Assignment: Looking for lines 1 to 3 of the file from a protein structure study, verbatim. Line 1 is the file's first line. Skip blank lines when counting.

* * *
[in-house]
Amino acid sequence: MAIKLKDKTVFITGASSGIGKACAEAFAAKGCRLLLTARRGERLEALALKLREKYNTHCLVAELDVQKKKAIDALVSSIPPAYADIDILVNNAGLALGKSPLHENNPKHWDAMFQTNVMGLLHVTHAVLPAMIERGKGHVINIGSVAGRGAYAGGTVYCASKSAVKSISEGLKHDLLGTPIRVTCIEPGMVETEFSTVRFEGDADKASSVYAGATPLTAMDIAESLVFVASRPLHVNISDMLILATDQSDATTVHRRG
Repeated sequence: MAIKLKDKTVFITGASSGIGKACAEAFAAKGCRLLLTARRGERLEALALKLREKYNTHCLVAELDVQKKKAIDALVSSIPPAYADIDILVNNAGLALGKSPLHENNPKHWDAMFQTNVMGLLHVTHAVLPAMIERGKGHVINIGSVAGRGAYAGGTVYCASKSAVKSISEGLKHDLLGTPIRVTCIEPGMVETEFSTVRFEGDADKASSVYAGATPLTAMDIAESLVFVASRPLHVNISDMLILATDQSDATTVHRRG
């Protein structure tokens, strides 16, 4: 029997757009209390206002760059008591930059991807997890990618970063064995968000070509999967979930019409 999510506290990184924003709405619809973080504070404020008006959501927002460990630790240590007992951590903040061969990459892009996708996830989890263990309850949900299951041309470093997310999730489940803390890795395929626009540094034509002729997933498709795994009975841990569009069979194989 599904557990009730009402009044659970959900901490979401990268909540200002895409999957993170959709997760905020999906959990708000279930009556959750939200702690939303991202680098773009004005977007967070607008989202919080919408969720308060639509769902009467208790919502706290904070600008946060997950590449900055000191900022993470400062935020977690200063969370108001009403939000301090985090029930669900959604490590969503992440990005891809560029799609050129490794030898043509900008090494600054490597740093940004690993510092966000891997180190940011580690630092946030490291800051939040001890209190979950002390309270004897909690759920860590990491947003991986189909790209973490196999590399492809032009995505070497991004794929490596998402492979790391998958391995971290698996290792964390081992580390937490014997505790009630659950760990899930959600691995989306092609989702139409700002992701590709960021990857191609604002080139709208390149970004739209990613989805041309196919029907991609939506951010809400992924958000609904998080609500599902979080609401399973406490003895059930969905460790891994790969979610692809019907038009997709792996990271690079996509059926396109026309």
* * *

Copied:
[in-house]
Amino acid sequence: MAIKLKDKTVFITGASSGIGKACAEAFAAKGCRLLLTARRGERLEALALKLREKYNTHCLVAELDVQKKKAIDALVSSIPPAYADIDILVNNAGLALGKSPLHENNPKHWDAMFQTNVMGLLHVTHAVLPAMIERGKGHVINIGSVAGRGAYAGGTVYCASKSAVKSISEGLKHDLLGTPIRVTCIEPGMVETEFSTVRFEGDADKASSVYAGATPLTAMDIAESLVFVASRPLHVNISDMLILATDQSDATTVHRRG
Repeated sequence: MAIKLKDKTVFITGASSGIGKACAEAFAAKGCRLLLTARRGERLEALALKLREKYNTHCLVAELDVQKKKAIDALVSSIPPAYADIDILVNNAGLALGKSPLHENNPKHWDAMFQTNVMGLLHVTHAVLPAMIERGKGHVINIGSVAGRGAYAGGTVYCASKSAVKSISEGLKHDLLGTPIRVTCIEPGMVETEFSTVRFEGDADKASSVYAGATPLTAMDIAESLVFVASRPLHVNISDMLILATDQSDATTVHRRG